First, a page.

survey analyzes consumer shopping preferences

Report highlights areas of opportunity for retailers looking to improve in-store experience

HIGH POINT — A recent survey by sheds light on consumer attitudes toward the retail experience. And, as expected, the results have some good news and bad news for brick-and-mortar stores.

First the good news. Americans prefer doing their shopping in a physical store, with 91% saying they do at least half their shopping there compared to online. Between 37% and 27% do most or all of their shopping in stores, respectively, while 28% said they do about half their shopping in physical stores and half online. Of the total 600 consumers surveyed earlier this year, 87% said they shop in physical stores at least once a week while nearly a third said they shop in physical stores once a day.

A key reason? Most like the ability to be able to see and touch the products, while 44% like the immediate gratification of shopping and taking items home with them. Another 25% said they like the social aspect of shopping and 21% said they like to be able to ask questions of a store associate and get help from those same employees. And 20% said they like being able to return items to a physical store location.

These are some of the results of the Theatro consumer survey.

Now for the bad news. Some 39% said they are shopping in a physical store less often than in 2019, compared to 24% who said they shop in physical stores more often. The remaining 38% said they shop in stores about the same. A big reason could be that many consumers surveyed said they don’t enjoy the retail experience as much as they did pre-pandemic. Forty-one percent described their experiences as less enjoyable compared to 21% who said they were more enjoyable, with 38% saying the experience is about the same.

The main reason people are dissatisfied? Inadequate staffing and poorly trained staff. Sixty percent said that staffing levels are less than they were in 2019 compared to 24% who said they were better and 16% who described them as the same. And 64% said that more stores had poorly trained staff compared to 2019, with 18% saying fewer stores had this issue and 18% who said the number of stores with training issues was the same.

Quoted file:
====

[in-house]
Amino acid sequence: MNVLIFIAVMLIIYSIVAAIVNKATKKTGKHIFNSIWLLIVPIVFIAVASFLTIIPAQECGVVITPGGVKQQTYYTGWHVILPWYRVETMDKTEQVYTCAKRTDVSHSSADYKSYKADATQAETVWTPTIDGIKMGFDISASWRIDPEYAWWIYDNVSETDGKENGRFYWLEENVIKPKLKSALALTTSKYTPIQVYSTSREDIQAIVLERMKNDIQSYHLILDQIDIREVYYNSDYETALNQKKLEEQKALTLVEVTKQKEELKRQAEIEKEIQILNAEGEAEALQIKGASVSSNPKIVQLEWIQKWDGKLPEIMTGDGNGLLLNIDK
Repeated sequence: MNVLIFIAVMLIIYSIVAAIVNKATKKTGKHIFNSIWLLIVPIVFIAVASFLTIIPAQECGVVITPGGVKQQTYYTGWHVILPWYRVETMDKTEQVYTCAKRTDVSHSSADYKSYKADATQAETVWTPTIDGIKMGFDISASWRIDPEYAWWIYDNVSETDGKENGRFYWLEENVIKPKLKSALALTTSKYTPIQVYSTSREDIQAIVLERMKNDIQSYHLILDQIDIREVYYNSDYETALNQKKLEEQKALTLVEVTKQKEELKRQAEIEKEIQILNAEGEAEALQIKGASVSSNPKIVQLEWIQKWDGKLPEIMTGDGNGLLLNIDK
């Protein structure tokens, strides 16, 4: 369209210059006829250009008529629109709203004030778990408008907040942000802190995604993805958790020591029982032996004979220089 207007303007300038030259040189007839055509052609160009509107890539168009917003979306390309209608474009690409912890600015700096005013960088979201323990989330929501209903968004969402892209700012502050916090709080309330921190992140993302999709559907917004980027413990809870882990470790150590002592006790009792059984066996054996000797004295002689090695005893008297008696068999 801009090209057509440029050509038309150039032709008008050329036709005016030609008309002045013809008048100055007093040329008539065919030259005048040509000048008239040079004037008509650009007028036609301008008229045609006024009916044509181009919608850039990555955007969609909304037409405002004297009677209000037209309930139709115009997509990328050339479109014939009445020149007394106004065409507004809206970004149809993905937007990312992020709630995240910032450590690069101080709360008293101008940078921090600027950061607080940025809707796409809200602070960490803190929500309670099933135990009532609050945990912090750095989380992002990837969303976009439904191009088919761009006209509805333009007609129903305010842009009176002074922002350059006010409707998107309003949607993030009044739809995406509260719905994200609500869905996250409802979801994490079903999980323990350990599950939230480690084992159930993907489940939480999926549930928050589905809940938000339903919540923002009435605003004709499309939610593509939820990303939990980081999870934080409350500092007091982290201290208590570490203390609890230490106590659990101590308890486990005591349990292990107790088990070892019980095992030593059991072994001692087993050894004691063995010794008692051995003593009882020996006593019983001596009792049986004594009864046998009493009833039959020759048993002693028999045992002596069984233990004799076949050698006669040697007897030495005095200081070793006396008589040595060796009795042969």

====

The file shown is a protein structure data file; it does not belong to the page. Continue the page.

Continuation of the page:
The good news for furniture and mattress stores is that they had the lowest percentages of dissatisfied customers at 14%  and 12% respectively, compared to supermarkets (38%), convenience stores (30%) and clothing stores (16%). Still, we can assume that many of the issues or problems experienced by shoppers are similar across the board, with 71% saying long lines or crowds (perhaps not as big an issue for furniture stores as supermarkets or wholesale clubs); followed by 39% who said high prices (definitely an issue for furniture stores during periods of inflation during the pandemic); 32% saying limited product availability (another issue furniture stores experienced during the pandemic); 29% who said difficult or rude staff; and 24% complaining of unknowledgeable or unhelpful staff.

The most common problems experienced by consumers? Lack of helpfulness or willingness to assist and rude or unprofessional behavior (41% respectively) and lack of product knowledge or expertise (39%). And when asked have you ever stopped shopping at a particular store because its employees were unknowledgeable or unhelpful, 50% said yes, and 45% said no.

Not surprisingly, many of the key issues identified in the Theatro survey were among the ones identified in our Consumer Insights Now research fielded and released at roughly the same time.

Here’s some of what consumers told us can be improved about the in-store buying experience.

+ A knowledgeable salesperson who can lead me to what I want.

This image, which Theatro used for its study, shows the disinterested nature of some retail associates.

+ Stores hire salespeople who have never worked in a furniture store before, so they have no idea how to answer any questions. It would be nice if stores educated each of their new hires as to what types of furniture are sold there.

+ A more welcoming staff. With random hires, some people are just not nice to customers.

+ Actually have someone interested in helping, not haggling.

+ Be approachable, kind and knowledgeable of the items for sale.

In full disclosure we held off reporting the results of the Theatro survey released in early March to first publish each of our six consumer surveys in full succession. Plus, we didn’t want to have its research lost in the mix and be overlooked.

But the results of this survey are still timely in that consumers would likely share some of the same responses today as they did a few months ago. We just hope that retailers of all sorts — furniture and bedding included — pay close attention and find ways to improve the buying experience if they haven’t done so already.

Theatro CEO Chris Todd summarizes the data with these comments:

“Consumers prefer physical retail for a lot of reasons, such as the ability to see and feel products before buying them, and in the immediate gratification of taking a product home,” he said. “But they’ve also become more accustomed to the advantage of e-commerce such as avoiding long lines and having an almost infinite amount of product information at their fingertips. This makes them more inpatient with the in-store experience. The survey suggests that retailers must respond to these heightened expectations or suffer the consequences of decreased shopper satisfaction and, ultimately, sales.”

Thomas Russell

Home News Now Editor-in-Chief Thomas Russell has covered the furniture industry for 25 years at various daily and weekly consumer and trade publications. He can be reached at and at 336-508-4616.

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